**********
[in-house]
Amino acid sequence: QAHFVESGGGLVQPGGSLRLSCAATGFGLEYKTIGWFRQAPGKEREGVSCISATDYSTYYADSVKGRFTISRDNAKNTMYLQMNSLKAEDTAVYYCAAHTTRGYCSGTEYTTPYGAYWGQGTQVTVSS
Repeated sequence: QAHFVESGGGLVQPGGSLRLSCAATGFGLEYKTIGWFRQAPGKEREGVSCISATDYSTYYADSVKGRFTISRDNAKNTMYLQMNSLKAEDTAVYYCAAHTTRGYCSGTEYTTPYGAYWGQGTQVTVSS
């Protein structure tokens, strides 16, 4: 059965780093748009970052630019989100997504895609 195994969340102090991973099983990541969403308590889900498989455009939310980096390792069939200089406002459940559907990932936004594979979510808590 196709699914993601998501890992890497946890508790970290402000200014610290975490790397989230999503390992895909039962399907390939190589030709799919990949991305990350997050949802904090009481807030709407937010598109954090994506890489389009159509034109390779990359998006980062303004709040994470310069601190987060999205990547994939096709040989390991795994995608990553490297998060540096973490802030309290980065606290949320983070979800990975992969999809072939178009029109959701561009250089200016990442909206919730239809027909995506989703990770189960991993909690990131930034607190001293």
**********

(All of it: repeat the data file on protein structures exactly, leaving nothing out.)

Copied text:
[in-house]
Amino acid sequence: QAHFVESGGGLVQPGGSLRLSCAATGFGLEYKTIGWFRQAPGKEREGVSCISATDYSTYYADSVKGRFTISRDNAKNTMYLQMNSLKAEDTAVYYCAAHTTRGYCSGTEYTTPYGAYWGQGTQVTVSS
Repeated sequence: QAHFVESGGGLVQPGGSLRLSCAATGFGLEYKTIGWFRQAPGKEREGVSCISATDYSTYYADSVKGRFTISRDNAKNTMYLQMNSLKAEDTAVYYCAAHTTRGYCSGTEYTTPYGAYWGQGTQVTVSS
């Protein structure tokens, strides 16, 4: 059965780093748009970052630019989100997504895609 195994969340102090991973099983990541969403308590889900498989455009939310980096390792069939200089406002459940559907990932936004594979979510808590 196709699914993601998501890992890497946890508790970290402000200014610290975490790397989230999503390992895909039962399907390939190589030709799919990949991305990350997050949802904090009481807030709407937010598109954090994506890489389009159509034109390779990359998006980062303004709040994470310069601190987060999205990547994939096709040989390991795994995608990553490297998060540096973490802030309290980065606290949320983070979800990975992969999809072939178009029109959701561009250089200016990442909206919730239809027909995506989703990770189960991993909690990131930034607190001293």